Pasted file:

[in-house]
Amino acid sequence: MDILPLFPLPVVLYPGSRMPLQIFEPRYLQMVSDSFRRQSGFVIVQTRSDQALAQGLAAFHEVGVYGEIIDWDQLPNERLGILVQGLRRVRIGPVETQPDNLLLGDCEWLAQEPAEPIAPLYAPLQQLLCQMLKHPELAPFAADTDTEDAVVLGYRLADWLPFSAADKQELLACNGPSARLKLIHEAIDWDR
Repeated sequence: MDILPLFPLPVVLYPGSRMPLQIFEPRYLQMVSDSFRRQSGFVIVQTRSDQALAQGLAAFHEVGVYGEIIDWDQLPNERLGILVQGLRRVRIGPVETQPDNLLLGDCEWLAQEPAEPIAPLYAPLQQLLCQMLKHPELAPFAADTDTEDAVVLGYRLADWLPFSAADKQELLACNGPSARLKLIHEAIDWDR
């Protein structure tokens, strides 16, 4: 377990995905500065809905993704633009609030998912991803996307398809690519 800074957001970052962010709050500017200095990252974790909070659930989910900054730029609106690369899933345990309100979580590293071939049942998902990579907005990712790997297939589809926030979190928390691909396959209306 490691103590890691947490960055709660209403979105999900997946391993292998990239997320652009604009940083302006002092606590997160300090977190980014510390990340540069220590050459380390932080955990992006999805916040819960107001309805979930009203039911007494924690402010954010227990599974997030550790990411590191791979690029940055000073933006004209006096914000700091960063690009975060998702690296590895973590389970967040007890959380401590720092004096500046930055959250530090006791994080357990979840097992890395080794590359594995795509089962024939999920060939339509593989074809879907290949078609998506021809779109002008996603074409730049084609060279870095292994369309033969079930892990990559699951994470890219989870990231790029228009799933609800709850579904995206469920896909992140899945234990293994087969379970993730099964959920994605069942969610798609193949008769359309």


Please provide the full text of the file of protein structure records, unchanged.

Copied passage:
[in-house]
Amino acid sequence: MDILPLFPLPVVLYPGSRMPLQIFEPRYLQMVSDSFRRQSGFVIVQTRSDQALAQGLAAFHEVGVYGEIIDWDQLPNERLGILVQGLRRVRIGPVETQPDNLLLGDCEWLAQEPAEPIAPLYAPLQQLLCQMLKHPELAPFAADTDTEDAVVLGYRLADWLPFSAADKQELLACNGPSARLKLIHEAIDWDR
Repeated sequence: MDILPLFPLPVVLYPGSRMPLQIFEPRYLQMVSDSFRRQSGFVIVQTRSDQALAQGLAAFHEVGVYGEIIDWDQLPNERLGILVQGLRRVRIGPVETQPDNLLLGDCEWLAQEPAEPIAPLYAPLQQLLCQMLKHPELAPFAADTDTEDAVVLGYRLADWLPFSAADKQELLACNGPSARLKLIHEAIDWDR
């Protein structure tokens, strides 16, 4: 377990995905500065809905993704633009609030998912991803996307398809690519 800074957001970052962010709050500017200095990252974790909070659930989910900054730029609106690369899933345990309100979580590293071939049942998902990579907005990712790997297939589809926030979190928390691909396959209306 490691103590890691947490960055709660209403979105999900997946391993292998990239997320652009604009940083302006002092606590997160300090977190980014510390990340540069220590050459380390932080955990992006999805916040819960107001309805979930009203039911007494924690402010954010227990599974997030550790990411590191791979690029940055000073933006004209006096914000700091960063690009975060998702690296590895973590389970967040007890959380401590720092004096500046930055959250530090006791994080357990979840097992890395080794590359594995795509089962024939999920060939339509593989074809879907290949078609998506021809779109002008996603074409730049084609060279870095292994369309033969079930892990990559699951994470890219989870990231790029228009799933609800709850579904995206469920896909992140899945234990293994087969379970993730099964959920994605069942969610798609193949008769359309």